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It primarily feeds on water insects like water skimmers and dragonflies, but like most herons, it will also swallow many amphibians and snakes as well. They’ve taken very well to human activity, and will oftentimes congregate along the sides of airport runways. They do this in an effort to wait for the airplanes to pass and blow insects outside of the grass, and it’s estimated they gather 50% more food when near humans than not.

6. Snowy Egret

  • Scientific nameEgretta thula
  • Length: 2 feet
  • Weight: 13 ounces

The Snowy Egret breeds locally from Oregon to New England, primarily along coastlines, and winters regularly in California, Arizona, Virginia, and Mexico. They prefer to be in marshes, swamps, and mudflats in their search for crustaceans, insects, and fish, using their long legs to keep their plumage from getting too wet and heavy. Snowy Egrets change appearance during the breeding season, with males gaining long lacy plumes down their neck and back as a mate attractor.

They were nearly hunted to extinction at the end of the 19th century, as these beautiful plumes were in great demand for decorations for women’s hats – in 1886, they were valued at twice the price of gold at the time. Now, they’ve adapted to human activity rather well and will choose urbanized nesting locations over isolated ones, as isolated locations tend to have more predators.

7. Tricolored Heron

  • Scientific nameEgretta tricolor
  • Length: 9.8-12 inches
  • Weight: 11 ounces

The Tricolored Heron breeds in southeastern New Mexico and Texas and resides along the Gulf Coast and along the Atlantic Coast all the way up to Maine. They spend winters as far south as northern South America and the West Indies. They hunt for fish on their long stilt legs in swamps, bayous, coastal ponds, salt marshes, mangrove islands, mudflats, and lagoons.

This is the only dark-colored heron that has a white belly, which helps aspiring bird watchers with easy identification. They’re one of the most abundant herons found in the Deep South and was formerly called the Louisiana Heron before it was changed to the chagrin of many Louisianan ornithologists.

8. Wood Stork

  • Scientific nameMycteria Americana
  • Length: 3.3 feet
  • Weight: 5.5 pounds

The Wood Stork is local to Florida and Georgia, and will rarely be seen further than Texas. However, it is still considered a wandering bird, as opposed to a migratory bird, and has been found as far as California and Massachusetts. They primarily breed in the cypress swamps, although they’ve been transitioning to mangrove swamps due to increased human pressure on their habitats.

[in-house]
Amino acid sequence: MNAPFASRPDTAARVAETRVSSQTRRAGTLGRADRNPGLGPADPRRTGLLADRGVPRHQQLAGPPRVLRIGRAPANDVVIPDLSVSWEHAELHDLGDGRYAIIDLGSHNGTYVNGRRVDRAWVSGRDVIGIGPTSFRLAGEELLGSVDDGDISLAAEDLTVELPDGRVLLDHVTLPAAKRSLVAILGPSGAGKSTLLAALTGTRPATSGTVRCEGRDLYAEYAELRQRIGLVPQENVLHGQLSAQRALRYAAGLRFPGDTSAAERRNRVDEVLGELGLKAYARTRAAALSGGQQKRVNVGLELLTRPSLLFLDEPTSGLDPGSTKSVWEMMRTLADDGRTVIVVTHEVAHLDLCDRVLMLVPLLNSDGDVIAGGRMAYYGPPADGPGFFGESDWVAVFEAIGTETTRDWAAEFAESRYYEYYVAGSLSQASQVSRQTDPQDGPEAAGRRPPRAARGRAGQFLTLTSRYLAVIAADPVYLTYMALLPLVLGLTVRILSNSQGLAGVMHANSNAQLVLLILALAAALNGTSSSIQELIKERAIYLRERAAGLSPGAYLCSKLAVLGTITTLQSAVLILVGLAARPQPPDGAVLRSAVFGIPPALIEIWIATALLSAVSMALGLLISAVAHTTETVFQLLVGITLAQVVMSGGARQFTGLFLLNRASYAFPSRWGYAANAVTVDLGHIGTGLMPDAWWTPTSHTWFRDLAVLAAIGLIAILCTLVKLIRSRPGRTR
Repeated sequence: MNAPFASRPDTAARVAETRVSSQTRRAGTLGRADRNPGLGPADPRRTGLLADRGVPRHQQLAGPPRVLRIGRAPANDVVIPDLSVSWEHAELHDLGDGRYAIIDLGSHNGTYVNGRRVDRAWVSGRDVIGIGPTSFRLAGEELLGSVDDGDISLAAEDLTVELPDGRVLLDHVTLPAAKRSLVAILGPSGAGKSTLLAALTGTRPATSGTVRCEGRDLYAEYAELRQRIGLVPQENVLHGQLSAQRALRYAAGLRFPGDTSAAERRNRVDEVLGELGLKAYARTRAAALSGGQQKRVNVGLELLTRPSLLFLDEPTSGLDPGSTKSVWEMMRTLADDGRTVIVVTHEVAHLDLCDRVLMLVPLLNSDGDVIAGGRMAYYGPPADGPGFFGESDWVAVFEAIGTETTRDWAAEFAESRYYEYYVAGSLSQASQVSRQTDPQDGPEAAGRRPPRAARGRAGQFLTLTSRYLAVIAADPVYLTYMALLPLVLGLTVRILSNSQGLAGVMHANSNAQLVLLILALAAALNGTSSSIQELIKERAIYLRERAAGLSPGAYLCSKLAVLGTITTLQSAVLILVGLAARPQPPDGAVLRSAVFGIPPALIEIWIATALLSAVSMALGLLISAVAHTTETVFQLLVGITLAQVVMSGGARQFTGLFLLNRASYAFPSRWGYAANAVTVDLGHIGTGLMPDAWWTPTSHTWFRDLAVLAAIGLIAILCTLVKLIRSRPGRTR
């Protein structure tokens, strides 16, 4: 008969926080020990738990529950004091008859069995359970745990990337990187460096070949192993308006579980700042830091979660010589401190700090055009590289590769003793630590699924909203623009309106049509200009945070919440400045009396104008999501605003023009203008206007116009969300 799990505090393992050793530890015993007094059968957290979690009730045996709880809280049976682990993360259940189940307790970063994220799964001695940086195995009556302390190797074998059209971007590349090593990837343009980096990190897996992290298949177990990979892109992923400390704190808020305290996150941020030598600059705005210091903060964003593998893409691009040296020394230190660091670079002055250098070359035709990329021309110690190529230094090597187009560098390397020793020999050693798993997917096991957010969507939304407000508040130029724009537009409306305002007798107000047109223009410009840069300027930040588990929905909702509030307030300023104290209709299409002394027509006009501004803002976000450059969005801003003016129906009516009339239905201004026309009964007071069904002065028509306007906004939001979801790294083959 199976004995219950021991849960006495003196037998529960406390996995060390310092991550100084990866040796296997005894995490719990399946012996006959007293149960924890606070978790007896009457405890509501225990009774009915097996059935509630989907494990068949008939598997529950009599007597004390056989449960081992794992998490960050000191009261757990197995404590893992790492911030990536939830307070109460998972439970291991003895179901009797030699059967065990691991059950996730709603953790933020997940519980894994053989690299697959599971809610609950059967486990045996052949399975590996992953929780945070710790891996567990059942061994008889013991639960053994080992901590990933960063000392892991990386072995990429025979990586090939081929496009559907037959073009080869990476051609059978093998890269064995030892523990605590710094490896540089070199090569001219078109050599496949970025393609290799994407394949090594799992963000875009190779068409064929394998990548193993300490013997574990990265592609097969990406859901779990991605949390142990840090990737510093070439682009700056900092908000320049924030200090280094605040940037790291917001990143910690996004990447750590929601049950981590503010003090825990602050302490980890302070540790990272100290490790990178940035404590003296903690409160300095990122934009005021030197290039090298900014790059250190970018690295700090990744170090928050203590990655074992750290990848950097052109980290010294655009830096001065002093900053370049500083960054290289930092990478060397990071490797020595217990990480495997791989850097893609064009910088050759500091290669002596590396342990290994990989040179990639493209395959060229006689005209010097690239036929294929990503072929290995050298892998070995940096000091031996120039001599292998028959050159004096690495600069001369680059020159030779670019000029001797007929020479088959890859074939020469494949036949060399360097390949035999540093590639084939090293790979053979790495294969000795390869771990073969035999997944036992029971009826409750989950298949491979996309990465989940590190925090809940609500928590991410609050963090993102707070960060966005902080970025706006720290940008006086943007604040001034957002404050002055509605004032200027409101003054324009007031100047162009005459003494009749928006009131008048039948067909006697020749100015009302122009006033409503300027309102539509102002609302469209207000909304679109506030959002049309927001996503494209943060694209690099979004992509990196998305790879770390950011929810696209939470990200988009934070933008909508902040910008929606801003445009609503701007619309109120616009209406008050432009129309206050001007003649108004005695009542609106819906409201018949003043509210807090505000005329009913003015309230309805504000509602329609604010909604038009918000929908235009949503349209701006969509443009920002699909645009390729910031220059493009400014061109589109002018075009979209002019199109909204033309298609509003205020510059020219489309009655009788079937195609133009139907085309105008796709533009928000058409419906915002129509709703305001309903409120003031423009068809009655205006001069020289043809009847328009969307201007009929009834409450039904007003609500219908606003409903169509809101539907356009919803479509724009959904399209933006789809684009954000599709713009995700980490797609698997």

These birds have long legs that give them a distinctive, gangly silhouette, are incredibly strong fliers, being known to fly as high as 6000 feet. They’ll also fly as far away as 50 miles in search of food. They nest above water to prevent predators from getting to their eggs, with the most common perpetrator being raccoons.

9. Whooping Crane

image: Brian Ralphs | Flickr | CC 2.0
  • Scientific nameGrus americana
  • Length: 4.3-5.2 feet
  • Weight: 9.9-19 pounds

The Whooping Crane was once widespread throughout all of North America and ranged from Utah to New England, but currently, there is only one wild population that migrates between breeding grounds in northern Canada and wintering grounds on the Texas coast. It prefers grassy plains interspersed with marshes and ponds and will eat frogs, fish, mollusks, small mammals, and crustaceans; it will essentially eat anything that gets too close to the place they’re standing on their stilt-like legs.

They’re the tallest bird in North America, with males standing nearly 5 feet tall with a wingspan of up to 7.5 feet. Unfortunately, the main cause of death for adult cranes is collisions with power lines during migration, but there’s hope for this species yet. They normally lay two eggs but only choose to raise one chick, which means it’s much easier for biologists to remove and artificially incubate them and increase their numbers bit by bit.

10. White-faced Ibis

image: Becky Matsubara | Flickr | CC 2.0
  • Scientific namePlegadis chihi
  • Length: 18-22 inches
  • Weight: 1.1 pounds

The White-Faced Ibis breeds from Oregon to Minnesota, and lives as far south as New Mexico and Texas. They spend their winters in southern California and Louisiana, preferring the warmer coastal marshes to the colder salt and fresh marshes inland. They eat many invertebrates as well as frogs and fish. They actually have some of the thickest legs to their body size and are incredibly sturdy birds.